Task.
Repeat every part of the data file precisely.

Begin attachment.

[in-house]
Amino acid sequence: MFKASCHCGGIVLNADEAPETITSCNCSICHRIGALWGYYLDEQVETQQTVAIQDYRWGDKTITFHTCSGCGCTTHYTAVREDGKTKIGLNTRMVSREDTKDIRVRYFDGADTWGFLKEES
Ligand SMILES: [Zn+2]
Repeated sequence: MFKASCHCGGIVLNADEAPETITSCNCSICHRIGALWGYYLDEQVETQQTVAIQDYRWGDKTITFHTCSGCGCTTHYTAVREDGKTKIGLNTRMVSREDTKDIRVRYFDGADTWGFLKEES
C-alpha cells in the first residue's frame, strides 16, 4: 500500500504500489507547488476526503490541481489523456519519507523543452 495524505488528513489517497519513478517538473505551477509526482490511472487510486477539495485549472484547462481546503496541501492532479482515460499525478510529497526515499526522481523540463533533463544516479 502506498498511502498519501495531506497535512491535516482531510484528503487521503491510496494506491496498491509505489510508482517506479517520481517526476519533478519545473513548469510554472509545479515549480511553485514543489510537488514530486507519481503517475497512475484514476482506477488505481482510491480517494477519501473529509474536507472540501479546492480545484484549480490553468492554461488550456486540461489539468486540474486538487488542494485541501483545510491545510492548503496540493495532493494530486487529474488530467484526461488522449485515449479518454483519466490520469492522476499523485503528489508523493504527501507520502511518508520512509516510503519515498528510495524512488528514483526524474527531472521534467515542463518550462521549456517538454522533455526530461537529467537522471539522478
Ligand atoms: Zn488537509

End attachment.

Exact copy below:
[in-house]
Amino acid sequence: MFKASCHCGGIVLNADEAPETITSCNCSICHRIGALWGYYLDEQVETQQTVAIQDYRWGDKTITFHTCSGCGCTTHYTAVREDGKTKIGLNTRMVSREDTKDIRVRYFDGADTWGFLKEES
Ligand SMILES: [Zn+2]
Repeated sequence: MFKASCHCGGIVLNADEAPETITSCNCSICHRIGALWGYYLDEQVETQQTVAIQDYRWGDKTITFHTCSGCGCTTHYTAVREDGKTKIGLNTRMVSREDTKDIRVRYFDGADTWGFLKEES
C-alpha cells in the first residue's frame, strides 16, 4: 500500500504500489507547488476526503490541481489523456519519507523543452 495524505488528513489517497519513478517538473505551477509526482490511472487510486477539495485549472484547462481546503496541501492532479482515460499525478510529497526515499526522481523540463533533463544516479 502506498498511502498519501495531506497535512491535516482531510484528503487521503491510496494506491496498491509505489510508482517506479517520481517526476519533478519545473513548469510554472509545479515549480511553485514543489510537488514530486507519481503517475497512475484514476482506477488505481482510491480517494477519501473529509474536507472540501479546492480545484484549480490553468492554461488550456486540461489539468486540474486538487488542494485541501483545510491545510492548503496540493495532493494530486487529474488530467484526461488522449485515449479518454483519466490520469492522476499523485503528489508523493504527501507520502511518508520512509516510503519515498528510495524512488528514483526524474527531472521534467515542463518550462521549456517538454522533455526530461537529467537522471539522478
Ligand atoms: Zn488537509